A leaky faucet is the most common home plumbing problem. Fortunately, repair parts are available for almost every type of faucet, from the oldest to the newest, and installing these parts is usually easy. But if you don’t know your make and model, the hardest part of fixing a leak may be identifying your faucet and finding the right parts. Don’t make the common mistake of thinking that any similar-looking parts will do the job; you’ve got to get exact replacements.
There are so many faucet types that even experts have trouble classifying them into neat categories. Two-handle faucets are either compression (stem) or washerless two-handle. Single-handle faucets are classified as mixing cartridge; ball; disc; or disc/cartridge.
A single-handle faucet with a rounded, domeshaped cap is often a ball type. If a single-handle faucet has a flat top, it is likely a cartridge or a ceramic disc type. An older two-handle faucet is likely of the compression type; newer two-handle models use washerless cartridges. Shut off the water, and test to verify that the water is off. Dismantle the faucet carefully. Look for a brand name: it may be clearly visible on the baseplate, or may be printed on an inner part, or it may not be printed anywhere. Put all the parts into a reliable plastic bag and take them to your home center or plumbing supply store. A knowledgeable salesperson can help you identify the parts you need.
A compression faucet has a stem assembly that includes a retaining nut, threaded spindle, O-ring, stem washer, and stem screw. Dripping at the spout occurs when the washer becomes worn. Leaks around the handle are caused by a worn O-ring.
Pry off the cap on top of the handle and remove the screw that holds the cap onto the stem. Pull the handle up and out. Use an adjustable wrench or pliers to unscrew the stem and pull it out.
If the handle is stuck, try applying mineral cleaner from above. If that doesn’t work, you may need to buy a handle puller. With the cap and the hold-down screw removed, position the wings of the puller under the handle and tighten the puller to slowly pull the handle up.
If washers wear out quickly, the seat is likely worn. Use a seat wrench to unscrew the seat from inside the faucet. Replace it with an exact duplicate. If replacing the washer and O-ring doesn’t solve the problem, you may need to replace the entire stem.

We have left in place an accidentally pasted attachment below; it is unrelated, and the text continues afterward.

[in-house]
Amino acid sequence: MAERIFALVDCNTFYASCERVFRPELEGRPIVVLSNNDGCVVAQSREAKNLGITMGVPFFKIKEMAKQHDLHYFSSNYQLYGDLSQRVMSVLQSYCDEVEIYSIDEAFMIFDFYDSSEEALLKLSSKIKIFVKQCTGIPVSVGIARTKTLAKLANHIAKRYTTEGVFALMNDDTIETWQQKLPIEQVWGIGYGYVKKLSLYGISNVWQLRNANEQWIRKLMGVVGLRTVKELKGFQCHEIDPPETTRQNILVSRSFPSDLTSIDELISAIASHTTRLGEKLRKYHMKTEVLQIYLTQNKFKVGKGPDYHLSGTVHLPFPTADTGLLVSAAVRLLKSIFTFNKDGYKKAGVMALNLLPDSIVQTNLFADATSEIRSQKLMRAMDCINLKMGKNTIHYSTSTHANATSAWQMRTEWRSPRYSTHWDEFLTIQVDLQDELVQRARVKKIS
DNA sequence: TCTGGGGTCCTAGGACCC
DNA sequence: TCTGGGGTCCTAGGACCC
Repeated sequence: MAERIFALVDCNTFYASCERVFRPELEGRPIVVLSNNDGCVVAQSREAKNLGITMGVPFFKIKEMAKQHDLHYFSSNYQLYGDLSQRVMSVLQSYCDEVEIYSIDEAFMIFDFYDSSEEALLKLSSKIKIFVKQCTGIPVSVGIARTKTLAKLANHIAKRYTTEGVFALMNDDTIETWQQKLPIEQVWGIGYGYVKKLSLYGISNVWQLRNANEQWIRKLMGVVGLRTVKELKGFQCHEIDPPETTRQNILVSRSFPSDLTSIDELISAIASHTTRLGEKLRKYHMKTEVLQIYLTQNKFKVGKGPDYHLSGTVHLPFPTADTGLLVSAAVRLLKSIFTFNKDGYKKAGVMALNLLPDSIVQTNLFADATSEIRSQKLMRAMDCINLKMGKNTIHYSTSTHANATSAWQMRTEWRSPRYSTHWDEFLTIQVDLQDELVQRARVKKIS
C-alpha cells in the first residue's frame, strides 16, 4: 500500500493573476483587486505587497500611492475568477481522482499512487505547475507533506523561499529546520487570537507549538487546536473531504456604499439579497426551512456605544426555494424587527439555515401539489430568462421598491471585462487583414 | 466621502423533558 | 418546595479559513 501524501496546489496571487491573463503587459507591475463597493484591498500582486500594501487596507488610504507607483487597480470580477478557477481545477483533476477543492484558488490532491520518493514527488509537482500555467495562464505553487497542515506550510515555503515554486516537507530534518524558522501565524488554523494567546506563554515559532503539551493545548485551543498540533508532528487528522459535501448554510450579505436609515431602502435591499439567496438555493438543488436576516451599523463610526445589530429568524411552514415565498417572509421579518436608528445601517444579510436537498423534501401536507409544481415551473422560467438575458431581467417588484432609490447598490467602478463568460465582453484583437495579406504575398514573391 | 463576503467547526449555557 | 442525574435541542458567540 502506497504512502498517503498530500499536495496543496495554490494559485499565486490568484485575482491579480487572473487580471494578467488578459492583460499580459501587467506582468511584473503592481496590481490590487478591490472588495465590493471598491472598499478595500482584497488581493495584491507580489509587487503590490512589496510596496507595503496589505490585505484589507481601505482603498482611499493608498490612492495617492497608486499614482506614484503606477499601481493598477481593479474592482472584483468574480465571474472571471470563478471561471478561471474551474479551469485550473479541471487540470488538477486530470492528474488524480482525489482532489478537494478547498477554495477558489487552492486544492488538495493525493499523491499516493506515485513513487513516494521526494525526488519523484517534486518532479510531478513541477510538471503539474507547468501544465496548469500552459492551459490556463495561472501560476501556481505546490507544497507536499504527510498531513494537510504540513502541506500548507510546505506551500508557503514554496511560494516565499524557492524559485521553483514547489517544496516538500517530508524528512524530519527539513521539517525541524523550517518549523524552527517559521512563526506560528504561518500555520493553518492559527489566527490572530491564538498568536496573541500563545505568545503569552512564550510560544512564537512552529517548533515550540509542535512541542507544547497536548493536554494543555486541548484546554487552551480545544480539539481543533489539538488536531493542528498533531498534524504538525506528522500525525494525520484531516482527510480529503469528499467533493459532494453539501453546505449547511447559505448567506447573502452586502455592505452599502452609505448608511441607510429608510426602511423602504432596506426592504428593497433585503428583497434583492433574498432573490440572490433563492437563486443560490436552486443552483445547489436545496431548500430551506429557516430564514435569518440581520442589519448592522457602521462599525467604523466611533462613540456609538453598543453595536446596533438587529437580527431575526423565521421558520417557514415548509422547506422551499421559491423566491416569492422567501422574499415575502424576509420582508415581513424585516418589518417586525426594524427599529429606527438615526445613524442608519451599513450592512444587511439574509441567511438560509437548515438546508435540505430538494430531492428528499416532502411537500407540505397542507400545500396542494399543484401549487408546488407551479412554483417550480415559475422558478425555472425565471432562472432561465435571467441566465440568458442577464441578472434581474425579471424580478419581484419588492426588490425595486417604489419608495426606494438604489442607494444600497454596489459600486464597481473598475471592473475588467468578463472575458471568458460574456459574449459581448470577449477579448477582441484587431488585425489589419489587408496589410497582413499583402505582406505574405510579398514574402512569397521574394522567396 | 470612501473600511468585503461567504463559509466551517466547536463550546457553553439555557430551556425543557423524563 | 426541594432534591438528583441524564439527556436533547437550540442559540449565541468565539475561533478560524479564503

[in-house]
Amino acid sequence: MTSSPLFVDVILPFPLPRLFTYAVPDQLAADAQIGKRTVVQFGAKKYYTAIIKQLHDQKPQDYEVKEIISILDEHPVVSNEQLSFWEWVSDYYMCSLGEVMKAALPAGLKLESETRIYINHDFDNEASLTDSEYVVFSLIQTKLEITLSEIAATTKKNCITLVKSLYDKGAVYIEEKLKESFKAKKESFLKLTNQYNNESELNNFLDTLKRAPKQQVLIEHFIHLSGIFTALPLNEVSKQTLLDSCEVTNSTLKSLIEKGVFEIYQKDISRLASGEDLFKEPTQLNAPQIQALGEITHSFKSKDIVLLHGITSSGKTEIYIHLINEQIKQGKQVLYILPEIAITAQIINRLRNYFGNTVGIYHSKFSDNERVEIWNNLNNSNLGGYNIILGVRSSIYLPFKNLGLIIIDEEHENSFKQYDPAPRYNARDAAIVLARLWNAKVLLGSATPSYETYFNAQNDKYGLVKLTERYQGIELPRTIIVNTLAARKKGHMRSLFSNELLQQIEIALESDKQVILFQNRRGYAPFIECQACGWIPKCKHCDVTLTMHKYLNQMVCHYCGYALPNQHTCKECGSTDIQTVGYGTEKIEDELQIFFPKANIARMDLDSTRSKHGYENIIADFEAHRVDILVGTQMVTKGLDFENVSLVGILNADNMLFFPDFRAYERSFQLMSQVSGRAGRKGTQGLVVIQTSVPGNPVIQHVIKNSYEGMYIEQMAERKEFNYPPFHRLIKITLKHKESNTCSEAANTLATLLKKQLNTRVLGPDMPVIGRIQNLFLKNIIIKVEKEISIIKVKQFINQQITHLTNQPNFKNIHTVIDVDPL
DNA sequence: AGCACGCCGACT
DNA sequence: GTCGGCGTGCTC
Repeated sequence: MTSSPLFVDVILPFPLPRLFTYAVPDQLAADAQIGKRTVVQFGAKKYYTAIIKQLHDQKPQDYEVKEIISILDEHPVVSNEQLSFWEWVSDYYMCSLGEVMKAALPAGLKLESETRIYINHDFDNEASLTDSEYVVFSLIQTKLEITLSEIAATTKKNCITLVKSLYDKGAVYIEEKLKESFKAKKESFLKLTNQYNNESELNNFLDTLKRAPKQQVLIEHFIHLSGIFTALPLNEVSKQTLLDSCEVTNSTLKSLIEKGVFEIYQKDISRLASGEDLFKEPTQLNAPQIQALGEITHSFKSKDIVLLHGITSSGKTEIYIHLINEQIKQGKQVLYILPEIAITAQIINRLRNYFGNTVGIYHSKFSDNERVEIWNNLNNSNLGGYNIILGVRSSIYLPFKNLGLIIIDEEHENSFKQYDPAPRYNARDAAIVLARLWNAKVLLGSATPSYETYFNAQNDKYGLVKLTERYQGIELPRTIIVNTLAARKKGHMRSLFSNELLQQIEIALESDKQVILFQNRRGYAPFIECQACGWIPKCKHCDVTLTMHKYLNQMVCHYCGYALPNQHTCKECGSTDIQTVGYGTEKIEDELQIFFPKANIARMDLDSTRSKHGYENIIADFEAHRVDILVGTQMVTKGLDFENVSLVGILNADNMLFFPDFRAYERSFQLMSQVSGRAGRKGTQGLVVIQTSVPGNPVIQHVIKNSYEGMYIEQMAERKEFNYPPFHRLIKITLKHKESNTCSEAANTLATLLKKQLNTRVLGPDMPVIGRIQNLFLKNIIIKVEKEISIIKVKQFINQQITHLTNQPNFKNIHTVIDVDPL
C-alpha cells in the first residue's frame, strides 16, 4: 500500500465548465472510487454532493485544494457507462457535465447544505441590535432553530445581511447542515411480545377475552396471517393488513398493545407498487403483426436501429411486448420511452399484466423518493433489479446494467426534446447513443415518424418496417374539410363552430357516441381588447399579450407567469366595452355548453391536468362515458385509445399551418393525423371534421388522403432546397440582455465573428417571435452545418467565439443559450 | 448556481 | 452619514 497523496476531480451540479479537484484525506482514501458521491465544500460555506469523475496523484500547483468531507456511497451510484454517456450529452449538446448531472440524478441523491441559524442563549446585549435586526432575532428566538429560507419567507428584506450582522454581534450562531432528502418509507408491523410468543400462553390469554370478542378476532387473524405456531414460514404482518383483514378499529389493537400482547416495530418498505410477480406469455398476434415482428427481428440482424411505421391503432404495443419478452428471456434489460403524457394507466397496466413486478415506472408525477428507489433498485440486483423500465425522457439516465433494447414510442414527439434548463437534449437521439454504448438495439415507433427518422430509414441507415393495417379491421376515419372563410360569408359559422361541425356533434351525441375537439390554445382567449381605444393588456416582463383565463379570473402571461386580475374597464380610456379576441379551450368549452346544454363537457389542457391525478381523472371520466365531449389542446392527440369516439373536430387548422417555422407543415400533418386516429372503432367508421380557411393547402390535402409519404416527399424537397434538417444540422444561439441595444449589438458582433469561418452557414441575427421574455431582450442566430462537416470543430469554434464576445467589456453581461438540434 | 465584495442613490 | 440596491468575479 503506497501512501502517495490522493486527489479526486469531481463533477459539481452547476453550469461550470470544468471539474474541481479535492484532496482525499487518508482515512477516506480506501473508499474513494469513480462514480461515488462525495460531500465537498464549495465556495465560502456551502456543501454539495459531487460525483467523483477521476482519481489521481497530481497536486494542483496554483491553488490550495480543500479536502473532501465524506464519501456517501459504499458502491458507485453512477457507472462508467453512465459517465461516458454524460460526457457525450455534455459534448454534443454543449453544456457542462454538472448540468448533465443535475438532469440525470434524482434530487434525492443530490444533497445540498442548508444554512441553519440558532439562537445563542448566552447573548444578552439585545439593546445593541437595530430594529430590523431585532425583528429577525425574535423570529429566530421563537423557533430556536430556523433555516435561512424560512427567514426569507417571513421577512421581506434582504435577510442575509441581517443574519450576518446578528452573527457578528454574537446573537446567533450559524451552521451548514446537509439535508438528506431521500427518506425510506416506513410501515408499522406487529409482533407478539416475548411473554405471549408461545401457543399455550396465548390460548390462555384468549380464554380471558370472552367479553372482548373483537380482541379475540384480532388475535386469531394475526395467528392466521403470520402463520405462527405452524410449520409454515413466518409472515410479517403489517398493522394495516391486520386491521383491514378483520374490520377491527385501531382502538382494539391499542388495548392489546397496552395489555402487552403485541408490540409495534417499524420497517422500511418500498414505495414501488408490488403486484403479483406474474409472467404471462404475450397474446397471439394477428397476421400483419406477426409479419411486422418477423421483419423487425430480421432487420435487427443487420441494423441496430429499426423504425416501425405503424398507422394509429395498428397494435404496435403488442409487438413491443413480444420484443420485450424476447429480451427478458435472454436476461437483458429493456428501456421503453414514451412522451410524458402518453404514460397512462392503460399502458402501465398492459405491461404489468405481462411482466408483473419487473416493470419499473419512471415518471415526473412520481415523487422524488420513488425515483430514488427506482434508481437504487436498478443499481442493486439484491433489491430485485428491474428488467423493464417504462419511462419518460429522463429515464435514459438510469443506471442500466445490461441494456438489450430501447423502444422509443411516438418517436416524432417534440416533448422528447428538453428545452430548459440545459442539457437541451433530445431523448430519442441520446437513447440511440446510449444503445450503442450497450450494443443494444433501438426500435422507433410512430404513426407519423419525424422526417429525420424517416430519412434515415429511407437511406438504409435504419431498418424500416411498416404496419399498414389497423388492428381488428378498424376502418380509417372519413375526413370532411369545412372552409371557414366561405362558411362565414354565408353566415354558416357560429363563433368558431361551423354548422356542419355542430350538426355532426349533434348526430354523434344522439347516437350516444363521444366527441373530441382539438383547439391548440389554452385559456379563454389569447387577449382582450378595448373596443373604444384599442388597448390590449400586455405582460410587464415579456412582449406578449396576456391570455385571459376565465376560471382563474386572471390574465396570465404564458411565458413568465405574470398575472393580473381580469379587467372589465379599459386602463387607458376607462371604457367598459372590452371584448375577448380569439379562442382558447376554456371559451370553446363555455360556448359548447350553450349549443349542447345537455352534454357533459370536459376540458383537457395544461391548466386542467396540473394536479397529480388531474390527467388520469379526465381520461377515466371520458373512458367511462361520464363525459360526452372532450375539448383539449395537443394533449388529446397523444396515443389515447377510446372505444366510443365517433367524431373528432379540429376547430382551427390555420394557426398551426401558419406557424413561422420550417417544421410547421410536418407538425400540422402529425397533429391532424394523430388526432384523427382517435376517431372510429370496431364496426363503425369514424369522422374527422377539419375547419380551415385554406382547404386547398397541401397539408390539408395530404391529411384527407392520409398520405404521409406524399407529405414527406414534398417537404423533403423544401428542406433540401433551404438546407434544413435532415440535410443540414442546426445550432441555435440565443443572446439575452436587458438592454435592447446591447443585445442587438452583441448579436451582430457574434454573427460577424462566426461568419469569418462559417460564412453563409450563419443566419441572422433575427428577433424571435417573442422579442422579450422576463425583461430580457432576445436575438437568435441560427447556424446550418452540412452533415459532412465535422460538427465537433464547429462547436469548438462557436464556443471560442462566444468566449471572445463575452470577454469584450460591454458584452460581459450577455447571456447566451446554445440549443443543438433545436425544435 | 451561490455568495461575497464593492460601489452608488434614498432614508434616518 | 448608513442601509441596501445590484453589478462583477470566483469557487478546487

Remove the screw that holds the rubber washer in place, and pry out the washer. Replace a worn washer with an exact replacement – one that is the same diameter, thickness, and shape.
Washerless Two-handle Faucet
Almost all two-handle faucets made today are “washerless”. Instead of an older-type compression stem, there is a cartridge, usually with a plastic casing. Many of these cartridges contain ceramic discs, while others have metal or plastic pathways. No matter the type of cartridge, the repair is the same; instead of replacing small parts, you simply replace the entire cartridge.
Remove the faucet handle and withdraw the old cartridge. Make a note of how the cartridge is oriented before you remove it. Purchase a replacement cartridge.
Install the replacement cartridge. Clean the valve seat first and coat the valve seat and O-rings with faucet grease. Be sure the new cartridge is in the correct position, with its tabs seated in the slotted body of the faucet. Re-assemble the valve and handles.
One-handle Cartridge Faucets
Single-handle cartridge faucets like this work by moving the cartridge up and down and side to side, which opens up pathways to direct varying amounts of hot and cold water to the spout. Moen, Price-Pfister, Delta, Peerless, Kohler, and others make many types of cartridges, some of which look very different from this one.
To remove the spout, pry off the handle’s cap and remove the screw below it. Pull the handle up and off. Use a crescent wrench to remove the pivot nut.
Lift out the spout. If the faucet has a diverter valve, remove it as well. Use a screwdriver to pry out the retainer clip, which holds the cartridge in place.
Remove the cartridge. If you simply pull up with pliers, you may leave part of the stem in the faucet body. If that happens, replace the cartridge and buy a stem puller made for your model.
Gently pry out and replace all O-rings on the faucet body. Smear plumber’s grease onto the new replacement cartridge and the new O-rings, and reassemble the faucet.